However there's a serious issue, even with that. If at the beginning the universe was infinitely small then some of the numbers in the models become zero, or they become infinite. Not only does the universe seem to explode, so does the maths.

Maths doesn't always handle zeros and infinities especially well, they can be a problem. It makes mathematical models difficult as we try to apply them closer and closer to the beginning. This is driving some mathematicians and cosmologists to think that there may not be a beginning at all, just a certain minimum size and maximum density before which the universe was larger and, perhaps, time ran the other way. Or something.

Is there room for intelligence? - We can only think about it because we are here. There are no other animals on this planet that even know there was a beginning. We are unique on Earth.

I imagine there must be many other intelligent minds in the universe and it's likely that all of them give some thought to the beginning. Each in their own, unique way no doubt. The fact that there is a beginning is one of the reasons I believe in an even greater intelligence that caused the universe to begin. What is certain is that intelligence is almost inevitable given the properties of the universe, but it couldn't appear until a lot of other things were in place.

But for a moment, let's consider the alternative that the universe has always existed and will always exist with new energy and matter appearing to 'fill the gaps' as it expands. In the 1950s and 60s many cosmologists argued this was the case, it was called the 'Steady State Theory'. But it's since been shown to be incorrect.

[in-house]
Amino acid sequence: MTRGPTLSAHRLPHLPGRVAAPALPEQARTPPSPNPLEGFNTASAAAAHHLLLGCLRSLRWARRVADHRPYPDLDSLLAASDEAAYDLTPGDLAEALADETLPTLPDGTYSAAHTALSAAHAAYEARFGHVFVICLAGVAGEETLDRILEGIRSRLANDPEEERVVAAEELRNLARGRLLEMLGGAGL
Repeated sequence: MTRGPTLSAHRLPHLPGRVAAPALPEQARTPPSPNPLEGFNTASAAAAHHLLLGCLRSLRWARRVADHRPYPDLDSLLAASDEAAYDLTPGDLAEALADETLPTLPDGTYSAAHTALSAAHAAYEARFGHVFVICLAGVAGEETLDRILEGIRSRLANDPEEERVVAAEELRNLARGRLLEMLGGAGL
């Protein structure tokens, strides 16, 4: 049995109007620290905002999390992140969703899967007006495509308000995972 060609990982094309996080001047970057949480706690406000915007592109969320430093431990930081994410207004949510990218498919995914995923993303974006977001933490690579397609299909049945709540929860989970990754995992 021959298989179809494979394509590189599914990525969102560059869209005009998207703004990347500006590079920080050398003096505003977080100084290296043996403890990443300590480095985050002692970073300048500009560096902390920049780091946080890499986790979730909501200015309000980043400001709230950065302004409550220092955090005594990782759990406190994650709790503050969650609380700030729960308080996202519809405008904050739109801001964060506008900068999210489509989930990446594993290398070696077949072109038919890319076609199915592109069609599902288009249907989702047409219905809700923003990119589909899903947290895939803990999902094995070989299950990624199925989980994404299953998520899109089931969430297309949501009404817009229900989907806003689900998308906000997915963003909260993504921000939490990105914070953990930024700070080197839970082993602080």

But if it was correct I would still feel the need for a first cause, a greater power and intelligence to make it exist. So whether there was a beginning or not, I will still believe in a Creator.

What is the alternative? It's all just causeless?

After the beginning? - But there was a beginning, and we can understand some of the things that happened soon afterwards when the universe, time, space, energy and physics were all very new. And you'll be astounded to learn that we understand some things about it even a tiny fraction of a second after the beginning. A much tinier fraction than you think (unless you're a cosmologist).

It all began roughly 13.75 billion years ago. Our Solar System and this Earth are around 4.5 billion years old or about a third of the age of the universe. The universe was smaller then too.

If you made it this far, congratulations! After this things get easier as the universe grows bigger, older and more familiar. Next time we'll pick up the story at that point where we think we know something, and we'll find out just how awesomely near the beginning that is.


Questions:

  • How comfy are you with the idea of a creative intelligence causing this universe?
  • How comfy are you with the idea of the absence of any such creative intelligence?
  • Does your head hurt yet? Go and get a cup of tea, or coffee, or a glass of wine.

See also:


< How does science work?Series index | From the beginning to atoms >